What are invoice factoring and discounting?
With invoice factoring you pass your entire debtor book over and the provider, which is normally a bank, deals with credit control and takes on the burden of chasing debt. It can be used to support cash flow and release funding. However, it’s normally only suitable for growing businesses and there are some costs involved
Invoice discounting does still pass over the debtor book or the arm of the bank, but you retain control of chasing invoice in your debtor book.
How can these tools help with cash flow and payment terms?
Late payment is a huge problem for far too many businesses these days. There needs to be a culture change, particularly with large businesses paying on time and promptly. It can help finance the business because you release the cash. It’s normally about 80 per cent that’s released.
Factoring and discounting is part and parcel of any financial package that business should be looking at. Sometimes overdrafts and loans can be better suited and never over look equity as part of the funding package
The FSB has been at the forefront, starting with the 2011 ALT + Finance, of advocating that the government and businesses need to provide more help on alternative funding.
Are there any types of businesses that are particularly well suited to this type of financing?
No, I don’t think so. However, it’s primarily suitable for high growth companies.
How does the fee structure work and what is it important to look out for?
You need to be very well aware that there are fees associated with this. In some cases using invoice factoring or discounting will remove the need for a business to have a member of staff chasing invoices, so they do cover some of that cost. But there will always be fees and limitations. Just make sure you’re aware of the terms and conditions, and any break clauses. If you release yourself there will also be implications that will have to be worked in cash flow plan.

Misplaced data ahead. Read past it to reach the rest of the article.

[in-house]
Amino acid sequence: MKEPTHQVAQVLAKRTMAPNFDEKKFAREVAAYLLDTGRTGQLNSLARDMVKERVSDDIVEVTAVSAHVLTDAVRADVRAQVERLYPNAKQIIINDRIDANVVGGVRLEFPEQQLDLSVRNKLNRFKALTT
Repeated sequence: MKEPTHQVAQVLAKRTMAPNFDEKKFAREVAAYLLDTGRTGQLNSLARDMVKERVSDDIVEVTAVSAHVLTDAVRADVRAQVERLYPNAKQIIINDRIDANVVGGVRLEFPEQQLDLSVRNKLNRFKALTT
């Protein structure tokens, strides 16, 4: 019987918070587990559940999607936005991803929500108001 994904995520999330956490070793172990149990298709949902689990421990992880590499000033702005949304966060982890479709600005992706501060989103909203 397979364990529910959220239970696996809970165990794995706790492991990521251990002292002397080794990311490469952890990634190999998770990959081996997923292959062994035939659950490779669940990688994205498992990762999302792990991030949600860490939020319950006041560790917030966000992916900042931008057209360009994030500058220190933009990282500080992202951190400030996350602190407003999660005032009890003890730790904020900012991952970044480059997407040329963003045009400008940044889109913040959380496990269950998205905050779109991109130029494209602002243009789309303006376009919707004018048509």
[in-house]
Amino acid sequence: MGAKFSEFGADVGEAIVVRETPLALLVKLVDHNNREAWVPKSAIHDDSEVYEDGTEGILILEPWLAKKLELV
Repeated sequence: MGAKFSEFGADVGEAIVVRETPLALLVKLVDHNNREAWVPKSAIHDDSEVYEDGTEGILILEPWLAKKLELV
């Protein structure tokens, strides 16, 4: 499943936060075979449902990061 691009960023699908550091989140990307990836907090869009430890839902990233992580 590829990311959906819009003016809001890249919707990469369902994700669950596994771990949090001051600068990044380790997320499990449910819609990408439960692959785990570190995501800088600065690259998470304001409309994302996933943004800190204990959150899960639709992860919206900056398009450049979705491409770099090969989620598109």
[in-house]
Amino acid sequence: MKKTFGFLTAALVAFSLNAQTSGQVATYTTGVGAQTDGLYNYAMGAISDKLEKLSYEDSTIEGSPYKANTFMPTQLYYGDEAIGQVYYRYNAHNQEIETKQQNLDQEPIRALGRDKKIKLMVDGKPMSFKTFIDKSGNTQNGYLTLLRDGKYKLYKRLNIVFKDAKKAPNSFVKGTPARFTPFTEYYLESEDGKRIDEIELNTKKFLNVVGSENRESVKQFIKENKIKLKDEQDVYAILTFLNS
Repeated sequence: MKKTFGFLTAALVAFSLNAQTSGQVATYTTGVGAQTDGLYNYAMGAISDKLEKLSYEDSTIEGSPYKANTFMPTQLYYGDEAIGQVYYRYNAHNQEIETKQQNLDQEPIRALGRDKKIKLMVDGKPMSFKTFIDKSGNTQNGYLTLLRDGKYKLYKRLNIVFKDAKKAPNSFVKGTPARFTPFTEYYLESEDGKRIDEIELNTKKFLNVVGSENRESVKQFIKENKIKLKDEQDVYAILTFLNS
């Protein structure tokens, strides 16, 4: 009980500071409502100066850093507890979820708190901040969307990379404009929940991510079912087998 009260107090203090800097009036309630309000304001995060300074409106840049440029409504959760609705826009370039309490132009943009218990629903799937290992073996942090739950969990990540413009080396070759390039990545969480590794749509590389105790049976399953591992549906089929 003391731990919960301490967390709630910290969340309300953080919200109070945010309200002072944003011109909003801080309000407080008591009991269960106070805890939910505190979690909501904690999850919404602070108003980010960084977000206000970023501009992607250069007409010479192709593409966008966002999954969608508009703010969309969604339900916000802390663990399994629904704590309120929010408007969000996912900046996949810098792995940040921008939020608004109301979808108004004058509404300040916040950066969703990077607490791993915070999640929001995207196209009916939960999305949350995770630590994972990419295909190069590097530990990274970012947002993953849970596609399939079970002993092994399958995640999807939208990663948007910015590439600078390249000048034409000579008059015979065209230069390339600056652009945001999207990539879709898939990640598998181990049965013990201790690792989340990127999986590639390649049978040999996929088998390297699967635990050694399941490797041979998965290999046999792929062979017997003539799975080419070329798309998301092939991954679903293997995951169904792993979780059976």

What risks are involved?
It’s a useful form of finance for many small and medium sized businesses. As with any type of finance you need to look at what’s most appropriate for the business at that time. The other useful thing is to look at the new Business Banking Insight website. It’s a website portal that rates providers of finance on their performance and how your peers view them. It takes time to get into, but you can see how businesses rate those providers and that should help you to see how a particular provider is performing.
Is there likely to be any reaction by banks or other funding partners if businesses enter these arrangements?
It depends whether or not you remain with the invoice factor or discount provider that’s associated with your lender. We do seem to have a culture here in the UK that our high street banks like to have everything closely to themselves. They like to bundle it together. There’s been a report over the last few weeks against that practice. On the continent it’s far more normal for business to have more than one provider of alternative finance.
Is there anything you’d like to add?
It’s important to mention the Business Banking Insight website or portal. We need to get the message out there. The first tranche [of survey data] was added in spring, 10,000 more businesses have been surveyed and that will be realised soon – it’s starting to get a lot more momentum.
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